This is going to surprise a lot of people but for the first SIX years at the post office... not only did I not get paid holidays.... but I was forced to work 70 hour weeks each holiday and never had ANY holiday off including Christmas for 6 years. After that they were paid... but even after 18 years I still got forced thanksogovng.. new years etc.

The more I read from rookies the more I'm thinking you guys had cake jobs or my job was so bad that trucking feels like a paid vacation lol

Stop the complaining and comparing yourself to others. Improve yourself and make money. Cause guess what... I run constantly I make 41cpm with almost 6 mos solo and I hear other prime compnay drivers complain they are sitting and not making money. Do you know why? Cause of the attitude.

If every time you are given a load you complain about it.. if you message dispatch every day cause you can't make a decision on your own... if you whine like a little girl.. you will sit just like those other drivers. So would you rather run hard at 27cpm....or sit at 41 cpm?

Cause no offense.. I can already tell you are not the "run hard get it done" kind of person that you need to be in order to make good money in trucking. Read the posts here to learn how to do it... and be happy with lots of money.

CPM:

Cents Per Mile

Drivers are often paid by the mile and it's given in cents per mile, or cpm.

HOS:

Hours Of Service

HOS refers to the logbook hours of service regulations.
Tractor Man's Comment
member avatar

Rainy......Why don'tyou tell us how you REALLY feel! Lol.

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Rainy 's Comment
member avatar

Rainy......Why don'tyou tell us how you REALLY feel! Lol.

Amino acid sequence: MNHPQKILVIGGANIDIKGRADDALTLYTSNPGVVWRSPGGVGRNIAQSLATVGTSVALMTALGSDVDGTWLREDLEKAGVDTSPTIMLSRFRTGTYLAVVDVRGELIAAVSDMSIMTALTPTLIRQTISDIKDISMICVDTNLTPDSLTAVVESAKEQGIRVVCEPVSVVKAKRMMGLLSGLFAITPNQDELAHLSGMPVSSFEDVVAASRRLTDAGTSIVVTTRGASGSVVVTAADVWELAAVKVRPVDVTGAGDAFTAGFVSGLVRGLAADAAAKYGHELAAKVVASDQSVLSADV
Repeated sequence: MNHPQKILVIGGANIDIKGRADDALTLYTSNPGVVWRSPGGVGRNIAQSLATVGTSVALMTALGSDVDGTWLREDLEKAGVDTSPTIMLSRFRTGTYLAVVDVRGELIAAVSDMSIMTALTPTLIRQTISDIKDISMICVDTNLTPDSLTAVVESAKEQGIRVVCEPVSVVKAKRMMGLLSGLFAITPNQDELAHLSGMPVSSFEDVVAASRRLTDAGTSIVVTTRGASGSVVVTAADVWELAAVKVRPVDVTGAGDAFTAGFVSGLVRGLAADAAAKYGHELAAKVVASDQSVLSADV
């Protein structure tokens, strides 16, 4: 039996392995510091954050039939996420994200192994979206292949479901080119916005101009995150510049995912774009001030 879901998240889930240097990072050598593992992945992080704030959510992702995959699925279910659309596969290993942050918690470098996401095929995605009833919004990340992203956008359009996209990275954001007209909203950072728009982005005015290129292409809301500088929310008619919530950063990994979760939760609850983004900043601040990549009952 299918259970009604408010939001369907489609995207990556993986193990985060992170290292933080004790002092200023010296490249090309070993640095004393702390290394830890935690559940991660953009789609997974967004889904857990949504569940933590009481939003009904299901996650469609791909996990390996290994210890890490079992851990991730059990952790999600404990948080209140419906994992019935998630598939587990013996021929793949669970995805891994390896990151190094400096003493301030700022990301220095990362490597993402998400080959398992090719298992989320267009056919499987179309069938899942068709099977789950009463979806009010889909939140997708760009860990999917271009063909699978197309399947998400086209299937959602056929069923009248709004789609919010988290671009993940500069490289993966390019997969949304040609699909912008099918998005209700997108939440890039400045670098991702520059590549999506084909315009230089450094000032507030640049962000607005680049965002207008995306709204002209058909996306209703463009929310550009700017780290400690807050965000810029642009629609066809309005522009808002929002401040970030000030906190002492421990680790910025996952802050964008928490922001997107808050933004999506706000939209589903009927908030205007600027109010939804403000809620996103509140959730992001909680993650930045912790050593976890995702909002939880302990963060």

rofl-2.gifrofl-3.gif

Sorry.. I'm hormonal this week. Hahah. I didnt mean to come off nasty. It's just that it seems the last three or four posts I read were new people with unrealistic expectations or even demands... and I'm wondering if it is an age thing? Maybe I'm getting old and younger people have easier lives than I did. Idk.

If these imaginary jobs they created in their heads are out there then by all means post links so we can all apply.

But tractor man... at what point was I not truthful???? Hhaha

Susan D. 's Comment
member avatar

I agree Rainy, I'm in one of those harsh moods too. Where are these easy jobs with no demands where you can blame others for your mistakes? Sign me up--- NOT.

HOS:

Hours Of Service

HOS refers to the logbook hours of service regulations.
Tractor Man's Comment
member avatar
This is going to surprise a lot of people but for the first SIX years at the post office... not only did I not get paid holidays.... but I was forced to work 70 hour weeks each holiday and never had ANY holiday off including Christmas for 6 years. After that they were paid... but even after 18 years I still got forced thanksogovng.. new years etc.

I have always been under the impression that a Post Office job fell into the category of cakewalk Federal job. Where was the Post Office that you worked in, Nazi Germany?

rofl-3.gifrofl-1.gif

Rainy 's Comment
member avatar

double-quotes-start.png

This is going to surprise a lot of people but for the first SIX years at the post office... not only did I not get paid holidays.... but I was forced to work 70 hour weeks each holiday and never had ANY holiday off including Christmas for 6 years. After that they were paid... but even after 18 years I still got forced thanksogovng.. new years etc.

double-quotes-end.png

I have always been under the impression that a Post Office job fell into the category of cakewalk Federal job. Where was the Post Office that you worked in, Nazi Germany?

rofl-3.gifrofl-1.gif

And you were under the wrong impression. Nope... Bellmawr NJ. 24/7 distribution center that shut down only 6 hours a year for fire inspectors. When the roads are shut down to blizzards or hurricanes we were told we are emergency personnel and federal charges would be held against us for delaying the mail.

Youz guyz just don't know. Sure ingot 6 weeks vacation a year plus sick leave. But every day I was on edge ready to fight with management. That is stress